Zambia Population 2016
Zambia, officially the Republic of Zambia, is a landlocked country in Southern Africa bordered by Tanzania, Malawi, Mozambique, Zimbabwe, Botswana, Namibia, the Democratic Republic of the Congo, and Angola. The estimated 2014 population of Zambia is 15,021,002, which ranks 70th in the world.
Zambia's estimated population is 15.2 million, based on a 2012 estimate of 14.3 million and a high 3.3% annual growth rate. While it is the 30th largest country, Zambia is not densely populated with just 17 people per square kilometer (44/sq mi), which ranks 191st in the world.
The capital and largest city is Lusaka, with a population estimated at 1.7 million in 2010, but which is surely higher today. Much of Zambia's population is concentrated around Lusaka in the south and the Copperbelt Province in the northwest. Zambia is one of the most urbanized countries in sub-Saharan Africa with 44% of the population in a few urban areas while rural areas remain sparsely populated.
The original inhabitants of Zambia were the Khoisan people. The region was eventually colonized during a Bantu expansion in the 13th century. There are now 72 ethnic groups in Zambia, most of which speak Bantu.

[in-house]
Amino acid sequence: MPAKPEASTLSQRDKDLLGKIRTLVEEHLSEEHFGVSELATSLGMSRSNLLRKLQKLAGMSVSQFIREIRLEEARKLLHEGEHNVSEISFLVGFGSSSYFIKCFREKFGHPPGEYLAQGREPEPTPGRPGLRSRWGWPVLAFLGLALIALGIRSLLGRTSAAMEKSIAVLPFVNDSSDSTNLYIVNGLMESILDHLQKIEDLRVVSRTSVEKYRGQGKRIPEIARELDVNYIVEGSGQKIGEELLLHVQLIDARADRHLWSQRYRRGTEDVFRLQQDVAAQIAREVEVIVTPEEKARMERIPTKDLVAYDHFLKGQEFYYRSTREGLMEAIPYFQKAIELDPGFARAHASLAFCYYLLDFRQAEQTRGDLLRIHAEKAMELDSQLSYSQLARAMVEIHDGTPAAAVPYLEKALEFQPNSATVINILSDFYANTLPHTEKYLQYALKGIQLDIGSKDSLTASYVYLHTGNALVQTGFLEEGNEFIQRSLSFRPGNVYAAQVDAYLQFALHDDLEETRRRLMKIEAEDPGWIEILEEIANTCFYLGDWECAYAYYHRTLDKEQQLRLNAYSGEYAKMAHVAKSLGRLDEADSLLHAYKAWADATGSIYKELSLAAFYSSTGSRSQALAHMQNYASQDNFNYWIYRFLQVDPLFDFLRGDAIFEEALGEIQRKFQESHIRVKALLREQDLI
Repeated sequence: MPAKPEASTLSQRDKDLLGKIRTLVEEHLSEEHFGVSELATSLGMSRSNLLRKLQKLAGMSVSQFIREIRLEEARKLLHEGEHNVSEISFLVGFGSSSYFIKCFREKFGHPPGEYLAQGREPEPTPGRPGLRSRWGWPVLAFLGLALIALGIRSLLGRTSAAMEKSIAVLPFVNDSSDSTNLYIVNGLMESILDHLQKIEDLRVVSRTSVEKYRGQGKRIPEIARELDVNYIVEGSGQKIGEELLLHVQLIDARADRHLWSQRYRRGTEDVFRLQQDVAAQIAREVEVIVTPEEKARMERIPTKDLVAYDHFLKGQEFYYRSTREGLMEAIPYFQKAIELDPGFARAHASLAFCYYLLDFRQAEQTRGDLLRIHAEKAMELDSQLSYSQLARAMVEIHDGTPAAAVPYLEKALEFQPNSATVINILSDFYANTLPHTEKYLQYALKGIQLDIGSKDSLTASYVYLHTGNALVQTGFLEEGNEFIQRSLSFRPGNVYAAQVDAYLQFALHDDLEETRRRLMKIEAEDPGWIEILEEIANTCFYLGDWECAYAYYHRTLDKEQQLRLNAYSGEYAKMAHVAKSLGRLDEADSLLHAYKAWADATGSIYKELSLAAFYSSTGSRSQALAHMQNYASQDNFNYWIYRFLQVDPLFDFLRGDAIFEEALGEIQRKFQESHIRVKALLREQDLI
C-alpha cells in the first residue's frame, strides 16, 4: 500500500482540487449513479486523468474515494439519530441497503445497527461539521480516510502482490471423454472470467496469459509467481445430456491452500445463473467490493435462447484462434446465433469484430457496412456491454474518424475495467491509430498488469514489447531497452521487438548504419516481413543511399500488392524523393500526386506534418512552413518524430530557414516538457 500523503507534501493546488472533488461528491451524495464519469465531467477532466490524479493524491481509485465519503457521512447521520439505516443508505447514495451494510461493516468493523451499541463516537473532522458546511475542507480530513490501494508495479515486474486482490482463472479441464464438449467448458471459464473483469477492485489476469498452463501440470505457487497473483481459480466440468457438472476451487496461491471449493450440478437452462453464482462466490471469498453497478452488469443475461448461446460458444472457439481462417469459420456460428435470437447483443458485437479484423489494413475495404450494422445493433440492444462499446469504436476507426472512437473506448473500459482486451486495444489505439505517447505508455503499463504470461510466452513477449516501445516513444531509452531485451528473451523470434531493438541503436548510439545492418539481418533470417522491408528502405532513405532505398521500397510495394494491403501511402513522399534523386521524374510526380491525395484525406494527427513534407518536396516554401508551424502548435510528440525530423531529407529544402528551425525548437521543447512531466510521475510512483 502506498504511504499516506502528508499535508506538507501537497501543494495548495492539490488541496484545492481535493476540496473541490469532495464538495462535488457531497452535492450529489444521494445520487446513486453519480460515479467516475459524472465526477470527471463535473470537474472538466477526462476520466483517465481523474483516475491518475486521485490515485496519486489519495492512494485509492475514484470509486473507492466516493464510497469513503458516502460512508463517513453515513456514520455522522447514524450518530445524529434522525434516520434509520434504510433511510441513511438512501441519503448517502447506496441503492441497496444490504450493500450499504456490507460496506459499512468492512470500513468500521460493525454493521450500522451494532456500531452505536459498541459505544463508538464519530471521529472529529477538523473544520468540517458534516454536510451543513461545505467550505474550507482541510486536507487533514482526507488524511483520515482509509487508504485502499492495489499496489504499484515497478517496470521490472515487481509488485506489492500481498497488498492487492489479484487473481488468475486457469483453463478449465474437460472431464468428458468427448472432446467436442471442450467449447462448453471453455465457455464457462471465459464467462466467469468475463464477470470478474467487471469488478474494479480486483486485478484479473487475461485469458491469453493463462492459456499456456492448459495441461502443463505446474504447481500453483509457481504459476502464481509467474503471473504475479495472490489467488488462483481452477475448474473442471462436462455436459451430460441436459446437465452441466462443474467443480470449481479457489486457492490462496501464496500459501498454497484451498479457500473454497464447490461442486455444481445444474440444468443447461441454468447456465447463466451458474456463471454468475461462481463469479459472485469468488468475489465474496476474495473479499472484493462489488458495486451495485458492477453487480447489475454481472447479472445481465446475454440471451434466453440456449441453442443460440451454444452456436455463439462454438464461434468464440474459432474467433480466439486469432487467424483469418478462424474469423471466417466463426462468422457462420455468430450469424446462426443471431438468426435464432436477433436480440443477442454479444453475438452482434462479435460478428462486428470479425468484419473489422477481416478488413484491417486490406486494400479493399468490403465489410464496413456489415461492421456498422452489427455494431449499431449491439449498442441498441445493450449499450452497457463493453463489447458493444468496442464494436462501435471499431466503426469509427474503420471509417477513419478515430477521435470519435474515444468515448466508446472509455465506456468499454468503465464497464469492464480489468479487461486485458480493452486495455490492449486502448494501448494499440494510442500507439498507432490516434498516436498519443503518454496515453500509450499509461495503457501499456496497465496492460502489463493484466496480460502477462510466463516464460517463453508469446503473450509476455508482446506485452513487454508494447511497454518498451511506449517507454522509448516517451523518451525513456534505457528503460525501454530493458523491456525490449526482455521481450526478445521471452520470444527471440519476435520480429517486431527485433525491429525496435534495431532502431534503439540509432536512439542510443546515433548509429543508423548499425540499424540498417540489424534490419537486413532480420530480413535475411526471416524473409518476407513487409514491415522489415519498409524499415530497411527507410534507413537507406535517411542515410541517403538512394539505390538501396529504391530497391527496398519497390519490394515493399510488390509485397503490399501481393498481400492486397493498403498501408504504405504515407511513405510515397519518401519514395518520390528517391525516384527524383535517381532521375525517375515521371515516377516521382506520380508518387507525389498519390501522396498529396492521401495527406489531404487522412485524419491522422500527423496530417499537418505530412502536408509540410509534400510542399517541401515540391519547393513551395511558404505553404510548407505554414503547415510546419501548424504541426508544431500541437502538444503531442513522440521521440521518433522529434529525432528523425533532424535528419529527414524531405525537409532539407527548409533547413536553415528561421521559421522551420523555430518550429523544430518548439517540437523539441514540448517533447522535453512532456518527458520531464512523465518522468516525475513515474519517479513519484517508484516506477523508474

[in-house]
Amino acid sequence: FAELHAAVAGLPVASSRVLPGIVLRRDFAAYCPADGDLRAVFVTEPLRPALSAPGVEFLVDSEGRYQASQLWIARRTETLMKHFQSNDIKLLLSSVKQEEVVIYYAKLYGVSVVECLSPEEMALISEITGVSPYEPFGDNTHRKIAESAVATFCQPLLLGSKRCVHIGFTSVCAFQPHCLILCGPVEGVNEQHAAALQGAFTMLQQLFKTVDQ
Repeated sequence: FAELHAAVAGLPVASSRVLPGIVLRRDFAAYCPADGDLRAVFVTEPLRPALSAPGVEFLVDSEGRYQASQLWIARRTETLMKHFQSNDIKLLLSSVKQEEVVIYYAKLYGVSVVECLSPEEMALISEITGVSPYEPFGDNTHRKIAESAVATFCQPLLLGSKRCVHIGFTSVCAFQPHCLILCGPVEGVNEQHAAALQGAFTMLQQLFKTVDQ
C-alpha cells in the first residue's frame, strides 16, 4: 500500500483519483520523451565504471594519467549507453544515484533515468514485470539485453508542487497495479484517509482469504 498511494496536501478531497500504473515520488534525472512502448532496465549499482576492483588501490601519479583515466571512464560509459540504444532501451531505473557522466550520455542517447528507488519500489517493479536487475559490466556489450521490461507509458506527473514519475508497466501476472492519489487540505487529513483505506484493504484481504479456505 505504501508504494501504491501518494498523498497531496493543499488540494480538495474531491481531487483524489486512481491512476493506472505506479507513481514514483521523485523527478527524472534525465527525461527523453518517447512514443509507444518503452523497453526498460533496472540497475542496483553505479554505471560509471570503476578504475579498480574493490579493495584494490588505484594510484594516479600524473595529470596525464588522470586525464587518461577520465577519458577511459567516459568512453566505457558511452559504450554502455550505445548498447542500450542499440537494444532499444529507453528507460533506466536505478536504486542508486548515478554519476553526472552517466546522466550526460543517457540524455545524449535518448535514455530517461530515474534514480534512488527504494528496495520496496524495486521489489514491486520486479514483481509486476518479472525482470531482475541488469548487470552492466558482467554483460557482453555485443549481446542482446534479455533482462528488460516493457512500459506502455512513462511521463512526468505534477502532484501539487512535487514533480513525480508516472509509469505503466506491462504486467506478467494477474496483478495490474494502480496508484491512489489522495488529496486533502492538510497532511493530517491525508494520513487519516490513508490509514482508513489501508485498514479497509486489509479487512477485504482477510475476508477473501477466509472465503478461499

Nearly 90% of Zambians belong to one of 9 ethnolinguistic groups: Nyanja-Chewa, Bemba, Tonga, Tumbuka, Lunda, Luvale, Kaonde, Lozi, and Nkoya. The ethnic composition of Zambia in 2003 was: Bemba (22%), Tonga (11%), Lozi (5.2%), Nsenga (5.1%), Tumbuka (4.3%), Ngoni (3.8%), Chewa (3%), white (1%), and others (45%).
Expatriates, most of which are from South Africa and the United Kingdom, are mostly in Lusaka and the Copperbelt. While there were 70,000 Europeans in the country in 1964, most have left. There is also a small population of Indians and Chinese. It is estimated that 80,000 Chinese live in Zambia, with 13,000 Indians.
There are about 89,000 asylum seekers and refugees in Zambia, most of which came from the Democratic Republic of Congo (47,000), Angola (27,000), Zimbabwe (5,000) and Rwanda (5,000).